Confused by cat litter? Not sure if there is a difference between the cheapest supermarket brand and the $ 200 robotic systems that scoop themselves?
Never be afraid. There’s one rule of thumb that cat experts across the country agree on: How much work would you like to put into keeping the litter box from stinking the house?
“The cheapest grocery store trash is usually effective as long as you understand what to do,” says Megan Williams, the operations manager for the suburban Dallas SPCA second chance animal rescue and no-kill shelter a longtime cat owner. “When people don’t understand how often the litter box needs to be cleaned – and how much work that could be – they wonder if there is anything easier. The question to be answered: How much work do you want to do? “
It doesn’t cost anything, says Cathy Foster, a professional cat sitter in Chicago who has also worked with cat rescue groups. The more you spend, the easier it will be to clean the litter box. There are other considerations, of course, including how environmentally friendly the garbage can be.
Usually, however, the decision will depend on the price and how often the litter box needs to be scooped and cleaned, says June Matics, director of content development for the Alley Cat Allies rescue group.
“As you spend more, you may get a litter system that is more aesthetic, so you’ll feel comfortable having it visible in your home,” she says. “These can be boxes with covers.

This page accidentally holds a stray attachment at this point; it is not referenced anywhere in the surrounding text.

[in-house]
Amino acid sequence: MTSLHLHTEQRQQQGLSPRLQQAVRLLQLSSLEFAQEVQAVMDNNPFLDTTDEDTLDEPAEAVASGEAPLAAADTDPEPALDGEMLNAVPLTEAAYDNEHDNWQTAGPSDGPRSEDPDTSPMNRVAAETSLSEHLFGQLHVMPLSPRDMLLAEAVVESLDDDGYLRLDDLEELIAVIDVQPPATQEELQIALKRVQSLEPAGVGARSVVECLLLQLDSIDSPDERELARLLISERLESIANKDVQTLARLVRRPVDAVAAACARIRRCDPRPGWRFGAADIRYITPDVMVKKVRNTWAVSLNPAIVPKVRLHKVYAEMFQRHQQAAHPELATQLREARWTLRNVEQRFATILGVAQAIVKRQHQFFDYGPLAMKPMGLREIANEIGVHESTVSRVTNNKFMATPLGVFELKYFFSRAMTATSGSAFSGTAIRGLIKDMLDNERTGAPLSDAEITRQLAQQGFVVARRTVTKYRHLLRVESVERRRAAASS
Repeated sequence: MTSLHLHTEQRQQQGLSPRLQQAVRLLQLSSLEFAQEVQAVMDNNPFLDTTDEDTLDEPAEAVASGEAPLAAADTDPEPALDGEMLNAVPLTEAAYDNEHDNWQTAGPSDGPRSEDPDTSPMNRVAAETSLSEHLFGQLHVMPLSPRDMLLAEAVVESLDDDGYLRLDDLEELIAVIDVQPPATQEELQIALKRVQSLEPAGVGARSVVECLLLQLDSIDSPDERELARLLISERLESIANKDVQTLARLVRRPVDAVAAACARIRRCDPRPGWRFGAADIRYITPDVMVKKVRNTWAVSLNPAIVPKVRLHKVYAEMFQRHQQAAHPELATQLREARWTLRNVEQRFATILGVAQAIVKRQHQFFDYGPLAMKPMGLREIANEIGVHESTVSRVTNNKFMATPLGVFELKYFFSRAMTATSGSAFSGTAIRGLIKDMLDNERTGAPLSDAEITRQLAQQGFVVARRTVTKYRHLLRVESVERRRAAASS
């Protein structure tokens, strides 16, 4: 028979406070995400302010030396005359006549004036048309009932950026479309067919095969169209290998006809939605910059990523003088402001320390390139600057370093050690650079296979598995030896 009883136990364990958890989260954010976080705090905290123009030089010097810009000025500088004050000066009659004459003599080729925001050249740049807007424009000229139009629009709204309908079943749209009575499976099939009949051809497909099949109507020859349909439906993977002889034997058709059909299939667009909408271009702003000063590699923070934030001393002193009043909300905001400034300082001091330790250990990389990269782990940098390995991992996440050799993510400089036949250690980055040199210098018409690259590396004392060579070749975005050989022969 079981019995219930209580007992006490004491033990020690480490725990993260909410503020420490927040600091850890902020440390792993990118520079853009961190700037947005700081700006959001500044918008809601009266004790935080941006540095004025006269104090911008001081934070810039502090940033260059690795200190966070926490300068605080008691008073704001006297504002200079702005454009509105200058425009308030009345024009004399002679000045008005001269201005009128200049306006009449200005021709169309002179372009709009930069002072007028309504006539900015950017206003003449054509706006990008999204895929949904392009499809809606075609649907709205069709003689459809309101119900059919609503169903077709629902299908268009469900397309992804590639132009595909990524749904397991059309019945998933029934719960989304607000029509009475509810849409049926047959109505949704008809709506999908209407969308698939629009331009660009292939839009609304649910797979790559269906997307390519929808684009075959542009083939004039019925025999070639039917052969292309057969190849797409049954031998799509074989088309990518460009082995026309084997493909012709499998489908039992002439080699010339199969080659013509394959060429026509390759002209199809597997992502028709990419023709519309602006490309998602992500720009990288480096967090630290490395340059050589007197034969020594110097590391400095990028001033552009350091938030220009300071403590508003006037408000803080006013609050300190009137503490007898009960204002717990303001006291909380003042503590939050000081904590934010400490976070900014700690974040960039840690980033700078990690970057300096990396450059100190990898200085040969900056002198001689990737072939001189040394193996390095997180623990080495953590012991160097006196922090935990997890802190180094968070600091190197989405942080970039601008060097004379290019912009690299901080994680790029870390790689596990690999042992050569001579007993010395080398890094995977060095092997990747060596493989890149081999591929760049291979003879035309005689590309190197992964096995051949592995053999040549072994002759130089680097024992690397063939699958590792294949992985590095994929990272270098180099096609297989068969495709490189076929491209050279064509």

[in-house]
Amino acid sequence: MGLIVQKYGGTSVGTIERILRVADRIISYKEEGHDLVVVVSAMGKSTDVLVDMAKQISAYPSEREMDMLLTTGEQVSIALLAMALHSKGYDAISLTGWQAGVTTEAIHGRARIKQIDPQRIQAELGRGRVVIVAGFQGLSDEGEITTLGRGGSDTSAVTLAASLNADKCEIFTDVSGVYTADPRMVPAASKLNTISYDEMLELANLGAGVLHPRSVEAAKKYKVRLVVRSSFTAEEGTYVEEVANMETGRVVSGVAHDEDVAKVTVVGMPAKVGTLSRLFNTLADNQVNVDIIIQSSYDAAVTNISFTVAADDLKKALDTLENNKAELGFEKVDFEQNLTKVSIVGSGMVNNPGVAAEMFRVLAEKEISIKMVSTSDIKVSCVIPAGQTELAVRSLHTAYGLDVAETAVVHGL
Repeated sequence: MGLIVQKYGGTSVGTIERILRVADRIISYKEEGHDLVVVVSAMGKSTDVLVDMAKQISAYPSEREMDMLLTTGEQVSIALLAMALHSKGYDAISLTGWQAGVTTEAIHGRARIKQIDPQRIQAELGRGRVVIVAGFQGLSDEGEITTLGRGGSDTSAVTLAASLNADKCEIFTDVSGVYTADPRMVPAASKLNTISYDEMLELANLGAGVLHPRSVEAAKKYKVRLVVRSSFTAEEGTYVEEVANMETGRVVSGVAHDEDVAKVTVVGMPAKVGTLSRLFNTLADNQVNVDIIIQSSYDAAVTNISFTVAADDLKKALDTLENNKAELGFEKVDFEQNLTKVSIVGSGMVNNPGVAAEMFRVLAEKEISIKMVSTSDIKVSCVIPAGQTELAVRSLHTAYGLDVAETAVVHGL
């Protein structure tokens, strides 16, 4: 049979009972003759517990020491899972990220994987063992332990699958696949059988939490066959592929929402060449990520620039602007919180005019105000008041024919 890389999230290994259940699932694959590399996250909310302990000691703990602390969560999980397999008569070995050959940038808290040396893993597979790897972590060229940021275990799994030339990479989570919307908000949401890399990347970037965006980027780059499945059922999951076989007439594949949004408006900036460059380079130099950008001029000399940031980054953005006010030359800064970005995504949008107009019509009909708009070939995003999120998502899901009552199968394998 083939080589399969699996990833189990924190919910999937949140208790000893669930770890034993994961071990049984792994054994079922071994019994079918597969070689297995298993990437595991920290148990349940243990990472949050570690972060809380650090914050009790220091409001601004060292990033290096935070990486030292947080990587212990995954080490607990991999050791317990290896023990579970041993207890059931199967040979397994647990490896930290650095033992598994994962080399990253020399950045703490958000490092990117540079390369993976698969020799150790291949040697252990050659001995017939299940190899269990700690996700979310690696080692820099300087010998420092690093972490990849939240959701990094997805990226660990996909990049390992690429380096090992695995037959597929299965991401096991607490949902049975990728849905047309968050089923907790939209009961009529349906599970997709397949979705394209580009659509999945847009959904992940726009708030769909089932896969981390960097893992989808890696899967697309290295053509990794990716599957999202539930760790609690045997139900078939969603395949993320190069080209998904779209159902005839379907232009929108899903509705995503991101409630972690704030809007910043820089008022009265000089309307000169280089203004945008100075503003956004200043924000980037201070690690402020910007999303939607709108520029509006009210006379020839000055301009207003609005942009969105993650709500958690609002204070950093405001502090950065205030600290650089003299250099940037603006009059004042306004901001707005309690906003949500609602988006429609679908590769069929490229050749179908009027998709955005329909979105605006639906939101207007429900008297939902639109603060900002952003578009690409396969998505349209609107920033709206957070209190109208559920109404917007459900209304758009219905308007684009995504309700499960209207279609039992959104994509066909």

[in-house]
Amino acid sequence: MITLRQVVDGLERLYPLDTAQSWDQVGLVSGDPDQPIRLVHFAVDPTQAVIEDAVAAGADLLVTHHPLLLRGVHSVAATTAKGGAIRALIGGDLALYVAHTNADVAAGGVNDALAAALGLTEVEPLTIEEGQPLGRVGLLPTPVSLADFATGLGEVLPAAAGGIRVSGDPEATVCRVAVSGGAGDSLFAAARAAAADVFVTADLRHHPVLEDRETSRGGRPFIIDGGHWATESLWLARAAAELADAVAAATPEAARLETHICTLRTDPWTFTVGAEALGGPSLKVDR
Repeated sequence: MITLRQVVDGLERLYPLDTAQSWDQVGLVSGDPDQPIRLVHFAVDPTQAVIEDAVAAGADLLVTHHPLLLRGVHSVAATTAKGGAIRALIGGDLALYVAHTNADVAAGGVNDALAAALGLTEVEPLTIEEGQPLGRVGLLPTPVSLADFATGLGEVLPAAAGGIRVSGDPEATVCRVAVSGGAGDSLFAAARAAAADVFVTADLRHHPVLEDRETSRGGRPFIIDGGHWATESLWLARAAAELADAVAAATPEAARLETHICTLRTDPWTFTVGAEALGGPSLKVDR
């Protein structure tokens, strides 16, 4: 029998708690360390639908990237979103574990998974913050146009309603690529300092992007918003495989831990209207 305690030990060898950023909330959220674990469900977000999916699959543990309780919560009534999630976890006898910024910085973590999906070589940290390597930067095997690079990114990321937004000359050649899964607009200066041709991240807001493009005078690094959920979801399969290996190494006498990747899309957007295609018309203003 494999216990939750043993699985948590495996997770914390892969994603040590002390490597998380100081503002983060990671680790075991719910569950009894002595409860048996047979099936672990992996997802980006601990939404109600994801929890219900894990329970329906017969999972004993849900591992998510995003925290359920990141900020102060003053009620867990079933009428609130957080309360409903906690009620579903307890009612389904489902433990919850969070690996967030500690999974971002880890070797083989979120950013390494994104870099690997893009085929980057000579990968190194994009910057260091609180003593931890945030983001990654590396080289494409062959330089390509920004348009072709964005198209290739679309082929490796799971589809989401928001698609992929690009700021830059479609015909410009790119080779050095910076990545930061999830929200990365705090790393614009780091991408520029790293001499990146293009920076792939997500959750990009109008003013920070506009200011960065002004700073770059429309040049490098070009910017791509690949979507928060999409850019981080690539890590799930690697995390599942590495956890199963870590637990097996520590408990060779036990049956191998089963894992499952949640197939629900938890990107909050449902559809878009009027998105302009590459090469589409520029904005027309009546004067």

Some cats don’t like blankets very much because they may be trapped in such a room and unable to see their surroundings, which can make them feel unsafe. So pay attention to how it behaves in a confined space before deciding on a bedding system with a cover. “
The Expert’s Advice For Choosing A Cat Litter System:
The cheapest products are made from clay, which is mostly lump products, says Foster. Shovel regularly, change litters about twice a week, and everything should be fine.
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Light lump wastes, sometimes made from clay and other materials like corn fiber, are less heavy and therefore less burdensome to transport. But they also cost around twice as much as conventional clay litter.
Automated systems might not be more complicated than replacing the filter for your heating and air conditioning. In other words, no scooping and throwing out a filter instead of changing the little one. “They’re designed to eliminate scoop altogether, which some people are willing to pay a high price for,” says Cathy – often a few hundred dollars for the system plus filters. One of the filters that lasts for a week can cost over 35 pounds buckets of clay litter.
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